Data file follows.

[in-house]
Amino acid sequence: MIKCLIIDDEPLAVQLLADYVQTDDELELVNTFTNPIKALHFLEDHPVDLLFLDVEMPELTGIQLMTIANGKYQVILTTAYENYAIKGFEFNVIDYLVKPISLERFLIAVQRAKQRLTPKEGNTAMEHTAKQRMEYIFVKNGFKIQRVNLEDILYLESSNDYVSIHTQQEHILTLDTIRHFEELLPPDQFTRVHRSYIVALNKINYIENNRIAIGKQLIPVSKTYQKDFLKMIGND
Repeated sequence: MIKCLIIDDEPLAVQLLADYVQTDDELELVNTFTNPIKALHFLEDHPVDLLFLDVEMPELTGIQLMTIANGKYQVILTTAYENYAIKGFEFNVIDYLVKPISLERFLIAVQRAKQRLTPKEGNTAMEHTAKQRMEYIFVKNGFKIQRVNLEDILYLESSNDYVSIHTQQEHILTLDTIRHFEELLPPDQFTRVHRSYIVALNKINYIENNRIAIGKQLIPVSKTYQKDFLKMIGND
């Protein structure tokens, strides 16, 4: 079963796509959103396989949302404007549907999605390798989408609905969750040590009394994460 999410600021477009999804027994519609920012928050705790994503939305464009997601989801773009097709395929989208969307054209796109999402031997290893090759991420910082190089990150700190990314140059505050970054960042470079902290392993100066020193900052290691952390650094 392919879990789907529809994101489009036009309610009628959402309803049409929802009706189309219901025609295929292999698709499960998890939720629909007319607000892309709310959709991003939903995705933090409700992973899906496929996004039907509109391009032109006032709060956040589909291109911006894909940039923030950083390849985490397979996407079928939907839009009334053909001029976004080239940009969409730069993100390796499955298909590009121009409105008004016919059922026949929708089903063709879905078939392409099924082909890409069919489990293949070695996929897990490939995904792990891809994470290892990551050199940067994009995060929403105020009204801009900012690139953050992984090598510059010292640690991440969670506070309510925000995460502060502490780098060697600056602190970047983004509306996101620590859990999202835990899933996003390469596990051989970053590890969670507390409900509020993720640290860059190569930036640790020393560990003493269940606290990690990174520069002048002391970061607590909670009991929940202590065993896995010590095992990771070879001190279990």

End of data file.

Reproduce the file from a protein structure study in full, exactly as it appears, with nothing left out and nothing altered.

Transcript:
[in-house]
Amino acid sequence: MIKCLIIDDEPLAVQLLADYVQTDDELELVNTFTNPIKALHFLEDHPVDLLFLDVEMPELTGIQLMTIANGKYQVILTTAYENYAIKGFEFNVIDYLVKPISLERFLIAVQRAKQRLTPKEGNTAMEHTAKQRMEYIFVKNGFKIQRVNLEDILYLESSNDYVSIHTQQEHILTLDTIRHFEELLPPDQFTRVHRSYIVALNKINYIENNRIAIGKQLIPVSKTYQKDFLKMIGND
Repeated sequence: MIKCLIIDDEPLAVQLLADYVQTDDELELVNTFTNPIKALHFLEDHPVDLLFLDVEMPELTGIQLMTIANGKYQVILTTAYENYAIKGFEFNVIDYLVKPISLERFLIAVQRAKQRLTPKEGNTAMEHTAKQRMEYIFVKNGFKIQRVNLEDILYLESSNDYVSIHTQQEHILTLDTIRHFEELLPPDQFTRVHRSYIVALNKINYIENNRIAIGKQLIPVSKTYQKDFLKMIGND
């Protein structure tokens, strides 16, 4: 079963796509959103396989949302404007549907999605390798989408609905969750040590009394994460 999410600021477009999804027994519609920012928050705790994503939305464009997601989801773009097709395929989208969307054209796109999402031997290893090759991420910082190089990150700190990314140059505050970054960042470079902290392993100066020193900052290691952390650094 392919879990789907529809994101489009036009309610009628959402309803049409929802009706189309219901025609295929292999698709499960998890939720629909007319607000892309709310959709991003939903995705933090409700992973899906496929996004039907509109391009032109006032709060956040589909291109911006894909940039923030950083390849985490397979996407079928939907839009009334053909001029976004080239940009969409730069993100390796499955298909590009121009409105008004016919059922026949929708089903063709879905078939392409099924082909890409069919489990293949070695996929897990490939995904792990891809994470290892990551050199940067994009995060929403105020009204801009900012690139953050992984090598510059010292640690991440969670506070309510925000995460502060502490780098060697600056602190970047983004509306996101620590859990999202835990899933996003390469596990051989970053590890969670507390409900509020993720640290860059190569930036640790020393560990003493269940606290990690990174520069002048002391970061607590909670009991929940202590065993896995010590095992990771070879001190279990």